It's been a week now and the streets of Walla Walla are somewhat back to normal after WBC10. The very least of the City Father's worries now are those damn fireworks. KA-BOOM! And speaking of fireworks: There seems to be some noise and smoke, instead of light and confetti, regarding the results of the WBC10 in Walla Walla. Is the ultimate goal of these scorching flames to make WBC10 look like a fizzled ol' firecracker who couldn't even pop with the best lap dance?
Now, before you criticize me for being a cheer leading poodle, I think it is very important to address some of what others feel were not so shining moments of the WBC10, however - - only if addressing them is going to be used as a learning tool for improvement. If you must beat upon your chest to be heard for the sake of just being an ol' poopy pants then be gone with you!
Allow me to address some of the flames:
They're bloggers ain't they, so where are all of the blogs? I looked for them on Monday and haven't seen very many?
Patience grasshopper. Many of the wine bloggers traveled miles to the WBC10 and have been on the road for over a full week and of course, many are trying to pick up where they left off with the family and work schedules. An event like this is overwhelming and packed full of information. I even found myself wondering what angle was the best way to present some of the information I had gathered. Like any writer, you use the information that you think your audience is interested in. And certainly, many bloggers will be writing about the event for a few months to come.You may even find information about the results of the WBC10 through Google Subscriptions, syndicated wine news sites that automatically leave the info via Twitter, and don't forget to check out Flickr, Vimeo, and YouTube for photos and videos.
All those wine bloggers really wanted to do was party.Well, yes and no. Through the years many of the wine bloggers have built friendships and networks because of events like this, besides keeping in touch almost daily through sources like Twitter and Facebook. Online tools have, not only given us advantages of discussing wine blogging issues, but to celebrate life with each other from new promotions and expected babies. It's no wonder when we do have face-to-face gatherings we just pick up where we left off on Twitter. If gathering in a hotel lobby sitting in a circle of chairs and couches with friends drinking wine is a party to you, well - you need to get out more. Oh yes - in case you forgot, it is a W-I-N-E Bloggers Conference, not the Welch's Grape Juice Conference.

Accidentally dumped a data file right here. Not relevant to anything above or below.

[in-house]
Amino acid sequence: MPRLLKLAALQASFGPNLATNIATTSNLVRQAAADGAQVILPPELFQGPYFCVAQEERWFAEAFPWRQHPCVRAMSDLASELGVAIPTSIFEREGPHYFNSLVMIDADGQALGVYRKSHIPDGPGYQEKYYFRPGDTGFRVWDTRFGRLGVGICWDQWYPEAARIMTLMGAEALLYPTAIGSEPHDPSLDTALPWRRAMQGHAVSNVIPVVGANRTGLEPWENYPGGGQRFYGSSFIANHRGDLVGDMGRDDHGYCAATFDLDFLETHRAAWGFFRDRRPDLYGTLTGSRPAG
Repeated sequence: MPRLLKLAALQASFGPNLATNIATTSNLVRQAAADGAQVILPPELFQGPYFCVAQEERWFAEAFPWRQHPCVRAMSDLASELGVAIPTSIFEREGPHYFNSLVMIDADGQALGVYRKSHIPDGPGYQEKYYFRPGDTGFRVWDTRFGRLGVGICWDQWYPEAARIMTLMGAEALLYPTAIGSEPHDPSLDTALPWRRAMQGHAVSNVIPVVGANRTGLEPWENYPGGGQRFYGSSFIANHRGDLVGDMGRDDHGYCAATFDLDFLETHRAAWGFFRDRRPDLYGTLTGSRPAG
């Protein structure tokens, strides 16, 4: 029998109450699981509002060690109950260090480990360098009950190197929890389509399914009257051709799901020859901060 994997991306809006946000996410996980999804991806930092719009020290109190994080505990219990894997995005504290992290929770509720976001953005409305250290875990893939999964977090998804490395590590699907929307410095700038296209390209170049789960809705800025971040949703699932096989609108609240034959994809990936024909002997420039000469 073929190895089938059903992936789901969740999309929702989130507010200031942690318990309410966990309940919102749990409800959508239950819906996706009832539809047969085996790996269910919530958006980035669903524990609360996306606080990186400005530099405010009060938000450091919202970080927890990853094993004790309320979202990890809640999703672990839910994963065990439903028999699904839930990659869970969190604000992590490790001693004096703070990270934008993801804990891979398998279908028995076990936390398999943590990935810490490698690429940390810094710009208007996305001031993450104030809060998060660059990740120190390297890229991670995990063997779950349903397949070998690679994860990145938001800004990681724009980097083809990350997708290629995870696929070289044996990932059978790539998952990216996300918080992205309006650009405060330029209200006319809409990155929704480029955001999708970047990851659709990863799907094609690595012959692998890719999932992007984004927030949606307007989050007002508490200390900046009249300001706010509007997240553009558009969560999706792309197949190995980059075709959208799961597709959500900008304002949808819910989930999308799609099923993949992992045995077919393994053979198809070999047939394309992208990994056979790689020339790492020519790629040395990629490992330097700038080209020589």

Sure, there were parties of strippers with flaming pasties and magnums of wine being poured down gullets with decadent abandoned, but don't look at me. I didn't go to that party and don't blame the wine bloggers either who took advantage of the event. They didn't host the party - they were "lured" - lured by fame, billboards, rock star winemakers and SATAN! (It's the license number on his Bentley) - - and frankly? Oh how I wish I had gone or at least been a mouse in a corner. While my brain is young, my body is feeling its age and besides, I needed to be responsible because I drove home every night from the conference. Honestly, it tickles me that many of the wine bloggers could bust out behind their computers and have some fun. Anyways, I have been to crazier parties than that at funeral director conventions - seriously. Seriously.
We had some of the wine bloggers at our winery for a panel discussion. The discussion was a dud and fizzled. The bloggers stared at our panel as if we had the heads of Dick Cheney, John Merrick, and Lizzie Borden on our shoulders leading a discussion on the mating of the dung beetle and how their rituals of combining their units together can be broken down to an algebraic sum. Finally we sparked a little bit of fire under their dead fleshy butts when we broke out the wine. At least they bought some.
I sympathize. I really do. I was a participant in a panel discussion during the WBC10, along with Colby Voorhees from Wine Peeps and Joe Power from Another Wine Blog. The topic given to us for discussion was Wine Blogging 101. Colby, Joe and I had to put together our discussion through emails and then met for about 10 minutes before our discussion to confirm our plan.